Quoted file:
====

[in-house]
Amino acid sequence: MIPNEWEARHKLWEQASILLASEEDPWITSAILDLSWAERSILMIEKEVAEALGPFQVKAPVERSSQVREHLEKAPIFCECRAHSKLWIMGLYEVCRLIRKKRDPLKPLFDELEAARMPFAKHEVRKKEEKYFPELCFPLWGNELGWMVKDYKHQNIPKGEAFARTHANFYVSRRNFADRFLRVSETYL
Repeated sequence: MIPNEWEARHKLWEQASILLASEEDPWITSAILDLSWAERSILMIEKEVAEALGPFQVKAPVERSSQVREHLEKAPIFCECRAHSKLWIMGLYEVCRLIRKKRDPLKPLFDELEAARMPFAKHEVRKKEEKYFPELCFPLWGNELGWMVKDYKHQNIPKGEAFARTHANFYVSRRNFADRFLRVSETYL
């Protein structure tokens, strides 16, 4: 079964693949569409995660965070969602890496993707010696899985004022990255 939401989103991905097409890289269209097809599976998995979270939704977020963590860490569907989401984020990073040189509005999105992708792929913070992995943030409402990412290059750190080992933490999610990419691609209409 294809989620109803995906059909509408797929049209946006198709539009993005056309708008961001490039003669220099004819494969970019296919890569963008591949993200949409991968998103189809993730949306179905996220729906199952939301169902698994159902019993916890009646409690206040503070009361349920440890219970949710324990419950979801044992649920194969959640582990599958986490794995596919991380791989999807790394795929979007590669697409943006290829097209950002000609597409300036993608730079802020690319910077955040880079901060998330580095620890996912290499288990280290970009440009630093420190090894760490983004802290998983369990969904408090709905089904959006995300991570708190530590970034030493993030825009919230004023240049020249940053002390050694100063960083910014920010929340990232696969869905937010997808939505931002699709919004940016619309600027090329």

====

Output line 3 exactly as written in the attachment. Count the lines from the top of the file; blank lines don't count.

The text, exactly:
Repeated sequence: MIPNEWEARHKLWEQASILLASEEDPWITSAILDLSWAERSILMIEKEVAEALGPFQVKAPVERSSQVREHLEKAPIFCECRAHSKLWIMGLYEVCRLIRKKRDPLKPLFDELEAARMPFAKHEVRKKEEKYFPELCFPLWGNELGWMVKDYKHQNIPKGEAFARTHANFYVSRRNFADRFLRVSETYL